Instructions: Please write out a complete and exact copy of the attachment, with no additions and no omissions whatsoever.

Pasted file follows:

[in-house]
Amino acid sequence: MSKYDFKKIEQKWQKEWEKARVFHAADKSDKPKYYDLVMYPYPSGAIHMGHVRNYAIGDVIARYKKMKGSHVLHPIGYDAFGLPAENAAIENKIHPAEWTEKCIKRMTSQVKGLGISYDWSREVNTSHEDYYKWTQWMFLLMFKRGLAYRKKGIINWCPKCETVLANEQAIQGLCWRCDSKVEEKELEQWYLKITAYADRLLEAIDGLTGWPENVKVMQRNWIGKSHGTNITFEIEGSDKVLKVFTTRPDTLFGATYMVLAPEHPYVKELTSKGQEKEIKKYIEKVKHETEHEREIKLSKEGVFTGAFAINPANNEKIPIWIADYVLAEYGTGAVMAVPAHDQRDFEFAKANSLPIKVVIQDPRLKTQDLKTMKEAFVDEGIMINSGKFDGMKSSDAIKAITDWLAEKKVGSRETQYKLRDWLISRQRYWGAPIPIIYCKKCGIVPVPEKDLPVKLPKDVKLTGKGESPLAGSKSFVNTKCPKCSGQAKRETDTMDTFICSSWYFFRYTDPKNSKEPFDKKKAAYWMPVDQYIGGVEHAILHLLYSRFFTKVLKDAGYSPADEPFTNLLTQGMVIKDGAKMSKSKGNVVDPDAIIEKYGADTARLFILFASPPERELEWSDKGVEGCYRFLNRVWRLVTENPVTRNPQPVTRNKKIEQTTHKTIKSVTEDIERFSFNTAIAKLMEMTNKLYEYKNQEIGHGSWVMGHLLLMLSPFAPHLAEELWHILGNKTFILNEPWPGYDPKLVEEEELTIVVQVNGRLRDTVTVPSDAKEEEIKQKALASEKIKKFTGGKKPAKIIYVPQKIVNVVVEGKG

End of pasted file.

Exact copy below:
[in-house]
Amino acid sequence: MSKYDFKKIEQKWQKEWEKARVFHAADKSDKPKYYDLVMYPYPSGAIHMGHVRNYAIGDVIARYKKMKGSHVLHPIGYDAFGLPAENAAIENKIHPAEWTEKCIKRMTSQVKGLGISYDWSREVNTSHEDYYKWTQWMFLLMFKRGLAYRKKGIINWCPKCETVLANEQAIQGLCWRCDSKVEEKELEQWYLKITAYADRLLEAIDGLTGWPENVKVMQRNWIGKSHGTNITFEIEGSDKVLKVFTTRPDTLFGATYMVLAPEHPYVKELTSKGQEKEIKKYIEKVKHETEHEREIKLSKEGVFTGAFAINPANNEKIPIWIADYVLAEYGTGAVMAVPAHDQRDFEFAKANSLPIKVVIQDPRLKTQDLKTMKEAFVDEGIMINSGKFDGMKSSDAIKAITDWLAEKKVGSRETQYKLRDWLISRQRYWGAPIPIIYCKKCGIVPVPEKDLPVKLPKDVKLTGKGESPLAGSKSFVNTKCPKCSGQAKRETDTMDTFICSSWYFFRYTDPKNSKEPFDKKKAAYWMPVDQYIGGVEHAILHLLYSRFFTKVLKDAGYSPADEPFTNLLTQGMVIKDGAKMSKSKGNVVDPDAIIEKYGADTARLFILFASPPERELEWSDKGVEGCYRFLNRVWRLVTENPVTRNPQPVTRNKKIEQTTHKTIKSVTEDIERFSFNTAIAKLMEMTNKLYEYKNQEIGHGSWVMGHLLLMLSPFAPHLAEELWHILGNKTFILNEPWPGYDPKLVEEEELTIVVQVNGRLRDTVTVPSDAKEEEIKQKALASEKIKKFTGGKKPAKIIYVPQKIVNVVVEGKG